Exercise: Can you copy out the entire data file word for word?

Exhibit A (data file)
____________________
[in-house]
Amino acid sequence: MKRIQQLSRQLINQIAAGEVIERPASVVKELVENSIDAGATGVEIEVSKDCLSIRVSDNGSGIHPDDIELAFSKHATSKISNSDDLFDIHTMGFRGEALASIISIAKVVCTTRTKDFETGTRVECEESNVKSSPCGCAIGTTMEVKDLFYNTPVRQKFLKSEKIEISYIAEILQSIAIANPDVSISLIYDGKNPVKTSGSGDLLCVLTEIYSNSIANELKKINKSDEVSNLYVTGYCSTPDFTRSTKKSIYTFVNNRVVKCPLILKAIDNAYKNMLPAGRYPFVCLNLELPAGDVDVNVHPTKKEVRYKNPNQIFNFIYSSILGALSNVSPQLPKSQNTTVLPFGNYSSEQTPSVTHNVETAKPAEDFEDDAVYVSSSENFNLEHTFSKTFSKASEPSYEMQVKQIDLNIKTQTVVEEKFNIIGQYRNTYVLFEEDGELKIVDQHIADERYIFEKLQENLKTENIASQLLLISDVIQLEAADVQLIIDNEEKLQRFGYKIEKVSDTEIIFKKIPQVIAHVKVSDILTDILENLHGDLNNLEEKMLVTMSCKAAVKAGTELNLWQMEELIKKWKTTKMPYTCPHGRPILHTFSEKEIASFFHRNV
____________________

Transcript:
[in-house]
Amino acid sequence: MKRIQQLSRQLINQIAAGEVIERPASVVKELVENSIDAGATGVEIEVSKDCLSIRVSDNGSGIHPDDIELAFSKHATSKISNSDDLFDIHTMGFRGEALASIISIAKVVCTTRTKDFETGTRVECEESNVKSSPCGCAIGTTMEVKDLFYNTPVRQKFLKSEKIEISYIAEILQSIAIANPDVSISLIYDGKNPVKTSGSGDLLCVLTEIYSNSIANELKKINKSDEVSNLYVTGYCSTPDFTRSTKKSIYTFVNNRVVKCPLILKAIDNAYKNMLPAGRYPFVCLNLELPAGDVDVNVHPTKKEVRYKNPNQIFNFIYSSILGALSNVSPQLPKSQNTTVLPFGNYSSEQTPSVTHNVETAKPAEDFEDDAVYVSSSENFNLEHTFSKTFSKASEPSYEMQVKQIDLNIKTQTVVEEKFNIIGQYRNTYVLFEEDGELKIVDQHIADERYIFEKLQENLKTENIASQLLLISDVIQLEAADVQLIIDNEEKLQRFGYKIEKVSDTEIIFKKIPQVIAHVKVSDILTDILENLHGDLNNLEEKMLVTMSCKAAVKAGTELNLWQMEELIKKWKTTKMPYTCPHGRPILHTFSEKEIASFFHRNV